With the burgeoning green market overtaking every thing from food to cosmetics, the recycling symbol is more widespread than ever. Now found on more than just recycled products and trash containers, those three (often green) arrows grace T-shirts, backpacks, stickers, and pretty much anything you could imagine.
None of this was the case forty years ago, when the now-defunct Container Corporation of America sponsored a contest in preparation of the first ever Earth Day in 1970. As a a large producer of recycled paper, the corporation challenged design students in high schools and colleges across the country to design a universal recycling symbol. The winning entry would enter the public domain and could then be used by any manufacturer who wanted to show a commitment to environmental responsibility.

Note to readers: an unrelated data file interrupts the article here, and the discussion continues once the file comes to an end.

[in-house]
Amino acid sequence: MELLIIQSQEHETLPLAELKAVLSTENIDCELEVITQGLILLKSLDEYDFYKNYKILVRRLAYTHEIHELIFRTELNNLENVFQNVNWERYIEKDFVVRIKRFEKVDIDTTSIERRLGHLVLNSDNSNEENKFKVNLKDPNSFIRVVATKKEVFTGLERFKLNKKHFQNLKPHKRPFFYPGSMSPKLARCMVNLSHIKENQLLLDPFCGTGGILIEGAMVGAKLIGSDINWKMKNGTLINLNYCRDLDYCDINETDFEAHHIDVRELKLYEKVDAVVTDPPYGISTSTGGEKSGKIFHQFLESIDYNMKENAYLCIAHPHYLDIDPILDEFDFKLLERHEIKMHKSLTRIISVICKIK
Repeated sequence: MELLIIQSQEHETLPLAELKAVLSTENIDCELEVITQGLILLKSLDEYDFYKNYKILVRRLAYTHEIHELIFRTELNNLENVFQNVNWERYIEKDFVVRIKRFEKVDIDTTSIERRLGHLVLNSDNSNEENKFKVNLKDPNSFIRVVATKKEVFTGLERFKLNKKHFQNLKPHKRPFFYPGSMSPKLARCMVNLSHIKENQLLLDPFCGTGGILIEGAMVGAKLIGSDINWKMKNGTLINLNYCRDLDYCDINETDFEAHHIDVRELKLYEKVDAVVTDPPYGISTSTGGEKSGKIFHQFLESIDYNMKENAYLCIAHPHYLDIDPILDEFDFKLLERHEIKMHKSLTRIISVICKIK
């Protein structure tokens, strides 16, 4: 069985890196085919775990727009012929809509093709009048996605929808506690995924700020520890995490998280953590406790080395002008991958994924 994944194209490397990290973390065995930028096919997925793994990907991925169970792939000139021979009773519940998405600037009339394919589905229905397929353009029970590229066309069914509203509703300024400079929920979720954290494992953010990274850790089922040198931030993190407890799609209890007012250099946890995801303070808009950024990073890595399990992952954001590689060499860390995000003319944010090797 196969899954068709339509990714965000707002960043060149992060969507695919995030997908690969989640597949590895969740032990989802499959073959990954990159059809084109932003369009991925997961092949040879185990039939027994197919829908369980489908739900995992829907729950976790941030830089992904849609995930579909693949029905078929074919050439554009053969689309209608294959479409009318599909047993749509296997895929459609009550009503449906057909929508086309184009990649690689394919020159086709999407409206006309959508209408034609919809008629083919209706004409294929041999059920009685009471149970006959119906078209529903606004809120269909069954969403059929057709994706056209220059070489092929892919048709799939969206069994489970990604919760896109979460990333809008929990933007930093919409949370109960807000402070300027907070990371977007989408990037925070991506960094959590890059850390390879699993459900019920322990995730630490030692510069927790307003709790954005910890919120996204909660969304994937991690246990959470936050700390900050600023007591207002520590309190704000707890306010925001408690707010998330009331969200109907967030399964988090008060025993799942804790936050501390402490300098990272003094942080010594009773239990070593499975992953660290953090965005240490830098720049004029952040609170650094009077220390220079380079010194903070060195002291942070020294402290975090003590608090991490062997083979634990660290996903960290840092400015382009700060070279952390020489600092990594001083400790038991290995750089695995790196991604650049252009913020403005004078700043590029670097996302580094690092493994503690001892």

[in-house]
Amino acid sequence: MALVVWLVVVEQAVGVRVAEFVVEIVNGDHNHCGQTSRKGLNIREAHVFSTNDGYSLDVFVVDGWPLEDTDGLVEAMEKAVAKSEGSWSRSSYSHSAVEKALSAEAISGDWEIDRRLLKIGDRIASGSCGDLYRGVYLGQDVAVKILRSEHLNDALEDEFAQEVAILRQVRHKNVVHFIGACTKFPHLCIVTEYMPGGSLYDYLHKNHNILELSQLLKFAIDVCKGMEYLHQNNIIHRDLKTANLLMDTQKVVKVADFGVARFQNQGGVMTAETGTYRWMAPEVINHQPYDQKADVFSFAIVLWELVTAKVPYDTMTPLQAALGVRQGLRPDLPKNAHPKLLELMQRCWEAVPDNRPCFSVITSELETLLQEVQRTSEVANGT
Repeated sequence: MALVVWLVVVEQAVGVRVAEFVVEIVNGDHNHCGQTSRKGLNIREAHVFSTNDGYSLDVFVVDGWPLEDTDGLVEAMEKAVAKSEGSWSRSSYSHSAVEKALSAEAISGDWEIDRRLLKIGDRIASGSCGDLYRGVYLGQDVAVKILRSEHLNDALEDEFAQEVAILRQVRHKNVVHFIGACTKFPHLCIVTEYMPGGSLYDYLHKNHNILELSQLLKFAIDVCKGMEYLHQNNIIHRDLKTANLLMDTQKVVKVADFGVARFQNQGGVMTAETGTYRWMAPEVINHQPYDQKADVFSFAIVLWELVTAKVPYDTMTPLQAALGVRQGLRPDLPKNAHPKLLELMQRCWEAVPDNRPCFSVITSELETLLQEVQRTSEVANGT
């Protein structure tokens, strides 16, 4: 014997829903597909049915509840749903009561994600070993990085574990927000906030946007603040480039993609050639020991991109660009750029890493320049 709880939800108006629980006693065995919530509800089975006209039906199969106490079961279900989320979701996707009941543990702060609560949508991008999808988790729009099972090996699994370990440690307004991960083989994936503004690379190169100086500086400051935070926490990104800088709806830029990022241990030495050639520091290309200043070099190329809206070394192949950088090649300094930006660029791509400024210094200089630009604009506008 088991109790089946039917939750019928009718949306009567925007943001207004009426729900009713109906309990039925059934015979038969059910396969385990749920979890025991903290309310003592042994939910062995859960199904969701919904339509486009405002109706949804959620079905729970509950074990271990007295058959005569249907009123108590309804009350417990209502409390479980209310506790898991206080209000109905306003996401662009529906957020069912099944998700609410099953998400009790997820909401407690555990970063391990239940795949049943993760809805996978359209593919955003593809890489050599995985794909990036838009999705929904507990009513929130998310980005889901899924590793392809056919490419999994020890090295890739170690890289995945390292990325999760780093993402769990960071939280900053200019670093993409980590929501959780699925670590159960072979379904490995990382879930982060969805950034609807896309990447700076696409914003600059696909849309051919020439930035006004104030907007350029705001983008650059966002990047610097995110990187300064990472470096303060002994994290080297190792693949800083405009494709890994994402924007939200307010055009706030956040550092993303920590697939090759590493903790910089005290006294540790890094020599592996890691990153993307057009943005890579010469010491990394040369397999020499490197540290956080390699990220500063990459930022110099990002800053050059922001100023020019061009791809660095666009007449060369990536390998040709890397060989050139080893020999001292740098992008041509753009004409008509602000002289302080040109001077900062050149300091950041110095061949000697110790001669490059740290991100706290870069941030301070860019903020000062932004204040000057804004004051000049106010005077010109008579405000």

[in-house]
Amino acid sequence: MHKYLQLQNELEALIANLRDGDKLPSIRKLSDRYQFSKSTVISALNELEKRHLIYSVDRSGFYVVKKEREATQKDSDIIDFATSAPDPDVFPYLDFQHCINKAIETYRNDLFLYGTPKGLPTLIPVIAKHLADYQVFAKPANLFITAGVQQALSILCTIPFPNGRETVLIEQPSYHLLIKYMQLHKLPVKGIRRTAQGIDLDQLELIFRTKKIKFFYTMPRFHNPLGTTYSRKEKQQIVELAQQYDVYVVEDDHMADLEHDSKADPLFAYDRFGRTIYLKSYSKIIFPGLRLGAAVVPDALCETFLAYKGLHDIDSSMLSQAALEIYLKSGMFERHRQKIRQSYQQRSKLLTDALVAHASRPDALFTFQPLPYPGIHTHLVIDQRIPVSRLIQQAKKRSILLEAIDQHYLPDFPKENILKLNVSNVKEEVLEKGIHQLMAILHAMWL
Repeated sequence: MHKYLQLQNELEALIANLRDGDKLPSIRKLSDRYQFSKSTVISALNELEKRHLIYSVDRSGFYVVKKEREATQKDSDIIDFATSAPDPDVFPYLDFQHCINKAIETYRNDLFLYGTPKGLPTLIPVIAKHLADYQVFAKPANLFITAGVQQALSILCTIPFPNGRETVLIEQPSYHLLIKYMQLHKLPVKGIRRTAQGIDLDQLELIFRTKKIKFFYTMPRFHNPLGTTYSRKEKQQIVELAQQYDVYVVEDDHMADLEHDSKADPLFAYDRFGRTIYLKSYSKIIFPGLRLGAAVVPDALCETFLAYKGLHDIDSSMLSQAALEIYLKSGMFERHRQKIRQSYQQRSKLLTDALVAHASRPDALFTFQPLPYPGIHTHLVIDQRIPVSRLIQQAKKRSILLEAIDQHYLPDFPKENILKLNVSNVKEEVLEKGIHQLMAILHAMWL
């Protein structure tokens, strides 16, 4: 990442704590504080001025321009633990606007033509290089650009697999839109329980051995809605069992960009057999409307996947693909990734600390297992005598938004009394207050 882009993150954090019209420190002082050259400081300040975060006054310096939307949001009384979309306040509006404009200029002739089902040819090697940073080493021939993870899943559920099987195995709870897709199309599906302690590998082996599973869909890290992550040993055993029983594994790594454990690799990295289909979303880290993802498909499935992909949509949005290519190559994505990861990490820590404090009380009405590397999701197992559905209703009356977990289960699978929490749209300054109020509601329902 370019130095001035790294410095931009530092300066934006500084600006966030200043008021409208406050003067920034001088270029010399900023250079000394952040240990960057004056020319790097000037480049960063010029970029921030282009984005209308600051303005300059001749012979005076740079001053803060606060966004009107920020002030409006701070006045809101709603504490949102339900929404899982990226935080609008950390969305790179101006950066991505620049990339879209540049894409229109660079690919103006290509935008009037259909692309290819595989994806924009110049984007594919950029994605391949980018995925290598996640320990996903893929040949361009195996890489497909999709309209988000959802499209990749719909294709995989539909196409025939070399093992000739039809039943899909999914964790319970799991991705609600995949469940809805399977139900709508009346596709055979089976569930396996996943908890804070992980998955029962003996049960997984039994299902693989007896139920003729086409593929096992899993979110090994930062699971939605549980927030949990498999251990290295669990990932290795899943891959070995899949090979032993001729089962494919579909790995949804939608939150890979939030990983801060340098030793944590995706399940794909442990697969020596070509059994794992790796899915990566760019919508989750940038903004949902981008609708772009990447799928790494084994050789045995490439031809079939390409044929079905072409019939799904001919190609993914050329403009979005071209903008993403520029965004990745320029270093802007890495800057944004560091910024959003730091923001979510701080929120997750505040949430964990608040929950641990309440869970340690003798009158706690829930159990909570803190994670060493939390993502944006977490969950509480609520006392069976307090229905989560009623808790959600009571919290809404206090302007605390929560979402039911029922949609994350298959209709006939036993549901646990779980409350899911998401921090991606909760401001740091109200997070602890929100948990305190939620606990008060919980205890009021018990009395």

Gary Anderson, an undergrad studying architecture at the University of Southern California, submitted three variations of his three-arrowed design. The simplest of the bunch (displayed in the accompanying photo) beat five hundred other submissions to take home the $2,500 prize.
In the years since, Anderson has went on to become a well-known architect, while his design has become one of the most recognized symbols in the world.